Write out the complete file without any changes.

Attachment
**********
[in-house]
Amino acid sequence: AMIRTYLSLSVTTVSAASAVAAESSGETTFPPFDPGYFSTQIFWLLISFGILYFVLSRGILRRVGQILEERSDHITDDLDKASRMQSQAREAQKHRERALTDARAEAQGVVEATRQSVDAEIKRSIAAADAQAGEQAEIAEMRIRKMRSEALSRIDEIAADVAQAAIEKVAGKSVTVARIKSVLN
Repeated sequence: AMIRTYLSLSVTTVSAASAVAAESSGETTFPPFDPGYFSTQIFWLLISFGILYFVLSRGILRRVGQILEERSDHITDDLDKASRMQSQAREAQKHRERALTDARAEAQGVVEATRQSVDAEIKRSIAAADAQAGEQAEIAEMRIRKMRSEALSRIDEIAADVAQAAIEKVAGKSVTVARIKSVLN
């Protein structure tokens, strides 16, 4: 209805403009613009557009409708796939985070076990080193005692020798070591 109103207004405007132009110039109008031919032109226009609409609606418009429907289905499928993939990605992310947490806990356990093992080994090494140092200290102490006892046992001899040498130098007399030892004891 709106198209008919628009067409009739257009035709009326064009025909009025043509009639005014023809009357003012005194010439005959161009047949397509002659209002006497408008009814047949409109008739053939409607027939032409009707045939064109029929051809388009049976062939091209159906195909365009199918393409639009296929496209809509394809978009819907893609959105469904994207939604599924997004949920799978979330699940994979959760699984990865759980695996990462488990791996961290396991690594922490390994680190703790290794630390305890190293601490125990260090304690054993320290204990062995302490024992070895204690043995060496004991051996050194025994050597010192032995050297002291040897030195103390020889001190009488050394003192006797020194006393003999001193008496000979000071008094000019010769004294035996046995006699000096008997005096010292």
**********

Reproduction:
[in-house]
Amino acid sequence: AMIRTYLSLSVTTVSAASAVAAESSGETTFPPFDPGYFSTQIFWLLISFGILYFVLSRGILRRVGQILEERSDHITDDLDKASRMQSQAREAQKHRERALTDARAEAQGVVEATRQSVDAEIKRSIAAADAQAGEQAEIAEMRIRKMRSEALSRIDEIAADVAQAAIEKVAGKSVTVARIKSVLN
Repeated sequence: AMIRTYLSLSVTTVSAASAVAAESSGETTFPPFDPGYFSTQIFWLLISFGILYFVLSRGILRRVGQILEERSDHITDDLDKASRMQSQAREAQKHRERALTDARAEAQGVVEATRQSVDAEIKRSIAAADAQAGEQAEIAEMRIRKMRSEALSRIDEIAADVAQAAIEKVAGKSVTVARIKSVLN
């Protein structure tokens, strides 16, 4: 209805403009613009557009409708796939985070076990080193005692020798070591 109103207004405007132009110039109008031919032109226009609409609606418009429907289905499928993939990605992310947490806990356990093992080994090494140092200290102490006892046992001899040498130098007399030892004891 709106198209008919628009067409009739257009035709009326064009025909009025043509009639005014023809009357003012005194010439005959161009047949397509002659209002006497408008009814047949409109008739053939409607027939032409009707045939064109029929051809388009049976062939091209159906195909365009199918393409639009296929496209809509394809978009819907893609959105469904994207939604599924997004949920799978979330699940994979959760699984990865759980695996990462488990791996961290396991690594922490390994680190703790290794630390305890190293601490125990260090304690054993320290204990062995302490024992070895204690043995060496004991051996050194025994050597010192032995050297002291040897030195103390020889001190009488050394003192006797020194006393003999001193008496000979000071008094000019010769004294035996046995006699000096008997005096010292």